The crowd favorite was probably “Something in Common,” from their self-titled EP. The funky bass line got everyone moving, and lead singer Paul Sprangers led the crowd in a chorus of “whoa oh oh” before stepping off the stage and handing off the mic to a group of students.

Nick Shuminsky (Free Energy) and Chris Radey playing basketballThey closed their set with “Hope Child,” and stuck around for a bit, mingling with students and selling merch. Drummer Nick Shuminsky even played a game of one-on-one basketball on Bob Lanier Court against junior Chris Radey. The day will surely be remembered by Bonaventure students as one of the most entertaining concerts the school has had.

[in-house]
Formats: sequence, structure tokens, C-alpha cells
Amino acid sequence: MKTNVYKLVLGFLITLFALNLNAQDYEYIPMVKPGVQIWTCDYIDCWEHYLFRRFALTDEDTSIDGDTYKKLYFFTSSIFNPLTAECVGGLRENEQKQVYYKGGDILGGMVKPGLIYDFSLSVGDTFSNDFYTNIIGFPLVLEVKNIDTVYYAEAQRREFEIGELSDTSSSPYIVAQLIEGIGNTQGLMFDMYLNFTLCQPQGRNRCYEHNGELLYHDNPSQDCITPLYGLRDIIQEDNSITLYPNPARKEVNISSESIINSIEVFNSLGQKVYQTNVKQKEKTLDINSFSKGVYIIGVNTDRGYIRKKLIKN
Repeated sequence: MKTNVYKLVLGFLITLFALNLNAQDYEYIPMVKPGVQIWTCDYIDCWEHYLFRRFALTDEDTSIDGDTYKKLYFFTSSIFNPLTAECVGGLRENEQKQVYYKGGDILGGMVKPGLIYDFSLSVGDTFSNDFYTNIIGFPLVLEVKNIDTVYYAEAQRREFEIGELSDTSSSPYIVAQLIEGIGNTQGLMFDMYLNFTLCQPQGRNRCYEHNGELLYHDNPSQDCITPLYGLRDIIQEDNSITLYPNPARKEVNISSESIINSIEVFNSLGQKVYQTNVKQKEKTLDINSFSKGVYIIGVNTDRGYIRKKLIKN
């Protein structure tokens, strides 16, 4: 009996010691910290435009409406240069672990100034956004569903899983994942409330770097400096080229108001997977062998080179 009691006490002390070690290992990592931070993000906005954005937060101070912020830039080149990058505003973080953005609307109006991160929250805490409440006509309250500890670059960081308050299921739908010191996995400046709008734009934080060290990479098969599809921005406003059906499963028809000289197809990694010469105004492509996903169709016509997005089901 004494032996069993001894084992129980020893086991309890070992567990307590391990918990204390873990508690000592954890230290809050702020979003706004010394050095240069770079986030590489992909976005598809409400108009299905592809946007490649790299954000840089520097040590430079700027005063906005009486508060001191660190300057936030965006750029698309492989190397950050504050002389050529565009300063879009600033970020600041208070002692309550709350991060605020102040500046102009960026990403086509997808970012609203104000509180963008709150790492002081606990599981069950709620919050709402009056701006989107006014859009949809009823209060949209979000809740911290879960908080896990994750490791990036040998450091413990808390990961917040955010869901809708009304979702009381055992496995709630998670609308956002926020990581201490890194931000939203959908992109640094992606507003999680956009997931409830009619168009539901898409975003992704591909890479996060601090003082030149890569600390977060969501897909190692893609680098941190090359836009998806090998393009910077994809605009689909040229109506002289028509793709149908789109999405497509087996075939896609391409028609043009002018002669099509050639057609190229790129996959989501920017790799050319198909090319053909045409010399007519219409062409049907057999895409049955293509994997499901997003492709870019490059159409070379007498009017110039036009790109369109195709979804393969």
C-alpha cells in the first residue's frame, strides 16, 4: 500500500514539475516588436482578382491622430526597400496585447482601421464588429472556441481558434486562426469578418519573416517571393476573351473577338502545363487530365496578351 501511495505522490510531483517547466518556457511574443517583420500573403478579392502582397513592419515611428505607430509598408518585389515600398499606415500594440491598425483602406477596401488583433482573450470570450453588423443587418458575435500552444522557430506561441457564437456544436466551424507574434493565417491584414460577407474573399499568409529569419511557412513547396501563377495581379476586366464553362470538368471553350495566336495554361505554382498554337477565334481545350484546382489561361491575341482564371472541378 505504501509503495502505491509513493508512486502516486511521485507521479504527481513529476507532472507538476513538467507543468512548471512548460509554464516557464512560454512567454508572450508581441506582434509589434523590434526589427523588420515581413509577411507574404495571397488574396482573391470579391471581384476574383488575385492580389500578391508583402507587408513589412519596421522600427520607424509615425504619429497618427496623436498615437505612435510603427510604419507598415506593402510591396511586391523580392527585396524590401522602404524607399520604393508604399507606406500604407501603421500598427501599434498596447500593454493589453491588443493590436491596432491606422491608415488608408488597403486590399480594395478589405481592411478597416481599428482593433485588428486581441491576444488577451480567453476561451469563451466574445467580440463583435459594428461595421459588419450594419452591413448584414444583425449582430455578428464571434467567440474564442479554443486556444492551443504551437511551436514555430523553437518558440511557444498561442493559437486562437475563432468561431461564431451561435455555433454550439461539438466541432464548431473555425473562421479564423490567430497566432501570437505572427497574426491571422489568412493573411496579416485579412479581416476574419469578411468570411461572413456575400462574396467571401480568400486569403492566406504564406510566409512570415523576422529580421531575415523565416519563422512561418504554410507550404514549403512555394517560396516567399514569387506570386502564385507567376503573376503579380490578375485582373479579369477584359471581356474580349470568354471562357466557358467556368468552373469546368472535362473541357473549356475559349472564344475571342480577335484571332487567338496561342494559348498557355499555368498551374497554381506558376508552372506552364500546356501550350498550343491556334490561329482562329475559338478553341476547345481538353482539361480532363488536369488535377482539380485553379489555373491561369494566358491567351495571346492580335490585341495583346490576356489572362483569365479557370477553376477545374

Check out more photos from the show on my Flickr.

Top 20 of 2010: 2. Free Energy – Stuck on Nothing

2. Free Energy – Stuck on Nothing

Free Energy - Stuck on NothingYou could argue that the best music comes from the past, so it makes sense that nostalgia plays a big role in today’s music. Plenty of bands wear their influences on their sleeves, but Free Energy do it best.

Their debut album, Stuck on Nothing, features no interpretations or reinventions of classic sounds, just three- or four-chord riffs, big guitar solos and sing-along hooks. But Free Energy’s honest charisma and earnestness completely overrules all possible cheesiness and any chance of sounding like a bad cover band.

Singer Paul Sprangers seems to speak for a whole generation with unabashed lyrics like “Hey, we’re coming out. Kid across town, dream like there’s nothing to scream about.” Everything is so instantly positive, it’s nearly impossible not to sing along.

Stuck on Nothing feels classic. Some day, it’ll take its rightful place with Born to Run or Weezer’s Blue album, where youth never fades.